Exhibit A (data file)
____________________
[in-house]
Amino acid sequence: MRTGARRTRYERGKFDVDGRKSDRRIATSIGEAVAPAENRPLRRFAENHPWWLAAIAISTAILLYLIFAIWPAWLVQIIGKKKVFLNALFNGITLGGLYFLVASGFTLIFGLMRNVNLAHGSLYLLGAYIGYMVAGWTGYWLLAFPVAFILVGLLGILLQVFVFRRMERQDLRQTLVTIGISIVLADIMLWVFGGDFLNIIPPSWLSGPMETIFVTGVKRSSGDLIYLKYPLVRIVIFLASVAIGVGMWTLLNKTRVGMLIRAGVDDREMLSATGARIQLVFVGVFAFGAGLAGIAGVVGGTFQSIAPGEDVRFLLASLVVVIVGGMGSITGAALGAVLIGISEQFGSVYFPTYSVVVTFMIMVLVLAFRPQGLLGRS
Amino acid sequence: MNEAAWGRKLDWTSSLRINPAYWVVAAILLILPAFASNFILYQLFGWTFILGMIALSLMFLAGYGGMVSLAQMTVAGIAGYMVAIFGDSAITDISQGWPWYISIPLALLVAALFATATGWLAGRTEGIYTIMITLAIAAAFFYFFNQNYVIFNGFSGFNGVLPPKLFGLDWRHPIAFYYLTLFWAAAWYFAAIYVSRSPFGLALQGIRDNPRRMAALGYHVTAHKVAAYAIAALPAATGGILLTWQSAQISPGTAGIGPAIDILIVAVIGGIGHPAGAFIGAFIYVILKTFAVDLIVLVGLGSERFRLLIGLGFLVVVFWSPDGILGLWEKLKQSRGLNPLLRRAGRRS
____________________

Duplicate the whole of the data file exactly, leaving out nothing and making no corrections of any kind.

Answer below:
[in-house]
Amino acid sequence: MRTGARRTRYERGKFDVDGRKSDRRIATSIGEAVAPAENRPLRRFAENHPWWLAAIAISTAILLYLIFAIWPAWLVQIIGKKKVFLNALFNGITLGGLYFLVASGFTLIFGLMRNVNLAHGSLYLLGAYIGYMVAGWTGYWLLAFPVAFILVGLLGILLQVFVFRRMERQDLRQTLVTIGISIVLADIMLWVFGGDFLNIIPPSWLSGPMETIFVTGVKRSSGDLIYLKYPLVRIVIFLASVAIGVGMWTLLNKTRVGMLIRAGVDDREMLSATGARIQLVFVGVFAFGAGLAGIAGVVGGTFQSIAPGEDVRFLLASLVVVIVGGMGSITGAALGAVLIGISEQFGSVYFPTYSVVVTFMIMVLVLAFRPQGLLGRS
Amino acid sequence: MNEAAWGRKLDWTSSLRINPAYWVVAAILLILPAFASNFILYQLFGWTFILGMIALSLMFLAGYGGMVSLAQMTVAGIAGYMVAIFGDSAITDISQGWPWYISIPLALLVAALFATATGWLAGRTEGIYTIMITLAIAAAFFYFFNQNYVIFNGFSGFNGVLPPKLFGLDWRHPIAFYYLTLFWAAAWYFAAIYVSRSPFGLALQGIRDNPRRMAALGYHVTAHKVAAYAIAALPAATGGILLTWQSAQISPGTAGIGPAIDILIVAVIGGIGHPAGAFIGAFIYVILKTFAVDLIVLVGLGSERFRLLIGLGFLVVVFWSPDGILGLWEKLKQSRGLNPLLRRAGRRS